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28 June 2016 08:03
Prostate cancer sufferers could be treated in a different way
Prostate cancer patients could have their radiotherapy sessions almost slashed in half following a successful 14-year trial.
The experiment suggests that the method could help the NHS make major savings. This would be without lowering efficiency or raising the danger of side-effects in the long term, scientists claim.
The more concentrated radiotherapy plan means that sufferers would have just 20 sessions rather than the existing 37. This is what happened with over 3,200 patients who underwent the Cancer Research UK-funded trial.
They received so-called "intensity-modulated radiation therapy" (IMRT). This delivers greater beam dosages and is more tailor-made to suit individual patients.
The shorter programme has seen daily radiation doses raised to three Grays (absorbed radiation energy) from the current two.
Trusted cancer-related travel insurance can take away some of the stresses of holiday travel for prostate cancer patients.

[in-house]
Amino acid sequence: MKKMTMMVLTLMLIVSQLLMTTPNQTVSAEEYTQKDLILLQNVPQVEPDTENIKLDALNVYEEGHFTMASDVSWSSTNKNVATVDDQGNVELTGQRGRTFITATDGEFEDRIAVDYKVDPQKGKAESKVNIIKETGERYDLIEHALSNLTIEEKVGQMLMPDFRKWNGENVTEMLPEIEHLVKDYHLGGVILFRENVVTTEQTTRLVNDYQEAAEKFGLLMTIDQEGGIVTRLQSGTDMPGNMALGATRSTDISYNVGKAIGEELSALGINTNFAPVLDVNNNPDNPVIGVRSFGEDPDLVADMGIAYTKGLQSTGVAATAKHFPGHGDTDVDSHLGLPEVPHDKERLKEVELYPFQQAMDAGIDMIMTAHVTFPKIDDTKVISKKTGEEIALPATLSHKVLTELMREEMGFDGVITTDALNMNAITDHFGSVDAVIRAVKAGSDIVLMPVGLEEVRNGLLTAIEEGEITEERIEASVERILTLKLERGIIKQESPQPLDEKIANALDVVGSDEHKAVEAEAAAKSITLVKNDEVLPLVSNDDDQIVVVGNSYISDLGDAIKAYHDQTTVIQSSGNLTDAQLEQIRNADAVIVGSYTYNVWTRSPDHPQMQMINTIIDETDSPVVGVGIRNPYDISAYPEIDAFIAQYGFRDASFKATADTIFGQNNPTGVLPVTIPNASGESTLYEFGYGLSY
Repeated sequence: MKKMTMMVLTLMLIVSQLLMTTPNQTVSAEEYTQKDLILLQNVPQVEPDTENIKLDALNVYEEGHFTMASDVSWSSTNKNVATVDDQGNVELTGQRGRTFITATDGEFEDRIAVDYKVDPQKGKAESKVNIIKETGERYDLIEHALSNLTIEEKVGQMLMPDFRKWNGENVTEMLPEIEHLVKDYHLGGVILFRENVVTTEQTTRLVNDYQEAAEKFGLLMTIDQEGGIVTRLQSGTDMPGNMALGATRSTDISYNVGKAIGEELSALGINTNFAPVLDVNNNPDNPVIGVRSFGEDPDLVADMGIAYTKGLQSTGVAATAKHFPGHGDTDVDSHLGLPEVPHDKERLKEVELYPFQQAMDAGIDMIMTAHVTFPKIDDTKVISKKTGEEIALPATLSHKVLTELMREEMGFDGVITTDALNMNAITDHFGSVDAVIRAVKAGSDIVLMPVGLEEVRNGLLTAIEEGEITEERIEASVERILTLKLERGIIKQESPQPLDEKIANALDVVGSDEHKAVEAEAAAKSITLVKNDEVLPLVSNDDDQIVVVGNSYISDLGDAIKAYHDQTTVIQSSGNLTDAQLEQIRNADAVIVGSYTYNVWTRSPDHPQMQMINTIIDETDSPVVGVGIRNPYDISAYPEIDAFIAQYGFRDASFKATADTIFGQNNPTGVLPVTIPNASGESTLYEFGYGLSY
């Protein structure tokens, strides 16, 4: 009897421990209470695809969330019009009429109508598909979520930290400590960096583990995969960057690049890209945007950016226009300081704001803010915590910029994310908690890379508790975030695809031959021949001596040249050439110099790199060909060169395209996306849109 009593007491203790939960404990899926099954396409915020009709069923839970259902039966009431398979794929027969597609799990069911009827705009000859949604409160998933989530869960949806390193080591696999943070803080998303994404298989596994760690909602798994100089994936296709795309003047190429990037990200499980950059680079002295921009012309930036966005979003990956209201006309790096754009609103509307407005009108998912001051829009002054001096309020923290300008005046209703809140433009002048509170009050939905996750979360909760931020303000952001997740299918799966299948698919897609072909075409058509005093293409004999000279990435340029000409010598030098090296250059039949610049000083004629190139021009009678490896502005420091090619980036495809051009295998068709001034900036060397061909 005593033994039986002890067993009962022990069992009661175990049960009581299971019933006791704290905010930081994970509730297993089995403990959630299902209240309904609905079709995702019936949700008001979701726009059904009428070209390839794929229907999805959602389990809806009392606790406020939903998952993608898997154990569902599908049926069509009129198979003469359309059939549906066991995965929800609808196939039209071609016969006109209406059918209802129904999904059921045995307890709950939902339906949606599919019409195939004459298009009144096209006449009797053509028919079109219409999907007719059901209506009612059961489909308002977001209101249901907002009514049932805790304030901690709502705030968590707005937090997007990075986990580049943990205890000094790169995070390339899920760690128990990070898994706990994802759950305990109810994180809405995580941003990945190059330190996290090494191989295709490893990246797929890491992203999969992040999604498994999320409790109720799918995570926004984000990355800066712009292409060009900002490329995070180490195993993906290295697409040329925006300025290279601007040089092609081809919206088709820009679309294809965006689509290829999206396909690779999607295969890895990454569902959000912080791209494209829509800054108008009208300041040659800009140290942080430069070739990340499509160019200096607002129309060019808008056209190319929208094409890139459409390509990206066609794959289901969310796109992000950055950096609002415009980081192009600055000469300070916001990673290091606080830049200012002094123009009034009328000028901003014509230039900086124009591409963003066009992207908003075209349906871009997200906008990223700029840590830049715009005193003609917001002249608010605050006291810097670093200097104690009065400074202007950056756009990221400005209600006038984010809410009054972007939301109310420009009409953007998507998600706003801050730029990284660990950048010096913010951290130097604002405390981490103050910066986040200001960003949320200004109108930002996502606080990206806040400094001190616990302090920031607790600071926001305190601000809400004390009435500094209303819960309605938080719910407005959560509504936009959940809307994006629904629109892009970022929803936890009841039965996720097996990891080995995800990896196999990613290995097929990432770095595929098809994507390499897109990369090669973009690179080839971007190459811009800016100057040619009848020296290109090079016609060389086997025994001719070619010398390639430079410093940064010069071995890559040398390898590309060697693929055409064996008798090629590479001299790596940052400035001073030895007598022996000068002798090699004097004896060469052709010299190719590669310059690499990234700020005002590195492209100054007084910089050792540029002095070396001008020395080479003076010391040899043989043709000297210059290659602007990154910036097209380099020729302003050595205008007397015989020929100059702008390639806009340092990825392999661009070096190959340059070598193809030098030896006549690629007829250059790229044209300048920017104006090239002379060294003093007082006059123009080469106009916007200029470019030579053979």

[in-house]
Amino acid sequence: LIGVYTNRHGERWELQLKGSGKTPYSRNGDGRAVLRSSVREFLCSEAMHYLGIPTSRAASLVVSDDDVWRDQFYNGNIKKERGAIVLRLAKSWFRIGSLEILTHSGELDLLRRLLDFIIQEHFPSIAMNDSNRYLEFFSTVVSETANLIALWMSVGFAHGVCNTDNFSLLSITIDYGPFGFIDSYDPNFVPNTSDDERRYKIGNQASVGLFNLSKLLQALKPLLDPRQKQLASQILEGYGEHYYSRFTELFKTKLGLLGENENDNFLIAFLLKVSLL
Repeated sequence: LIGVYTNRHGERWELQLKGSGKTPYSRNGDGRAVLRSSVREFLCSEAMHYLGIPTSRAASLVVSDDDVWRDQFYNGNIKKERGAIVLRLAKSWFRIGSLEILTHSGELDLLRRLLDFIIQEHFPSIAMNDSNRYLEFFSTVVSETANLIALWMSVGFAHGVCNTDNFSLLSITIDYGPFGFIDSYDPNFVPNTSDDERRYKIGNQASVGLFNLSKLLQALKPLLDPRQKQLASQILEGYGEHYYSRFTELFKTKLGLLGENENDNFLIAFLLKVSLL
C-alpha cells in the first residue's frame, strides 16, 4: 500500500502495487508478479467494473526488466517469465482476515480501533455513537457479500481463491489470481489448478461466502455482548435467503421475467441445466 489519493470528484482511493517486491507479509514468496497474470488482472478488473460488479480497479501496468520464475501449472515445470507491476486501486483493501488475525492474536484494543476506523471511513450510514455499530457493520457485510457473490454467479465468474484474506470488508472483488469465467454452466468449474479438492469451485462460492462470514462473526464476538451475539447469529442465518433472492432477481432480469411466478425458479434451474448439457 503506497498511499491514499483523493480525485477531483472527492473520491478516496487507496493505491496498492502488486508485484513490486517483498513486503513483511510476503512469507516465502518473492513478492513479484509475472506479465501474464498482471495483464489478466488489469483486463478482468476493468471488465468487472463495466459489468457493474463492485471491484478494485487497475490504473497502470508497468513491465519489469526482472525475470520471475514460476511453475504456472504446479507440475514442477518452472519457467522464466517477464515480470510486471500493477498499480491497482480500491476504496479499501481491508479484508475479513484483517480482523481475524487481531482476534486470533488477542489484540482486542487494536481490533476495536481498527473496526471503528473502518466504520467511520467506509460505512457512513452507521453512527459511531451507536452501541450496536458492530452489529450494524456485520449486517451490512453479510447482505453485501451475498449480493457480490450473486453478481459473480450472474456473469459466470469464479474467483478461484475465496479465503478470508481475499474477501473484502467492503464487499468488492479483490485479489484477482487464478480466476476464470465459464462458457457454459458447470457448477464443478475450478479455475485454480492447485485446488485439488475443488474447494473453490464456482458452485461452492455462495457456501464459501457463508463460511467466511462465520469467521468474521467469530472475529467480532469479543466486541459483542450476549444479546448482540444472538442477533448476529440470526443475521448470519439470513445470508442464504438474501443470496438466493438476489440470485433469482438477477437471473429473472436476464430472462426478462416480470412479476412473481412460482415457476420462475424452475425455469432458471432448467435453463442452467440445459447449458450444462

For a start, it offers them round-the-clock medical help should the worst happen. It can also replace stolen or lost medication.
As well as the medical protection, it also provides all the usual travel insurance benefits.
So what do the trials mean?
There is no medical difference between the old and new treatments, according to David Dearnaley, of the London-based Institute of Cancer Research (ICR).
But there is a huge gap in the amount it costs to fund them. Prof Dearnaley says the money the NHS could save would free up spaces for more sufferers to get radiotherapy sessions sooner.
He estimates that, if adopted, there would be 150,000-plus fewer hospital visits every year - or 17 per person.
By delivering radiation beams to different segments of a treatment area, IMRT helps to reduce the side-effects when concentrating on cancers near to key structures or organs.
The Lancet Oncology journal published the findings of the new study.
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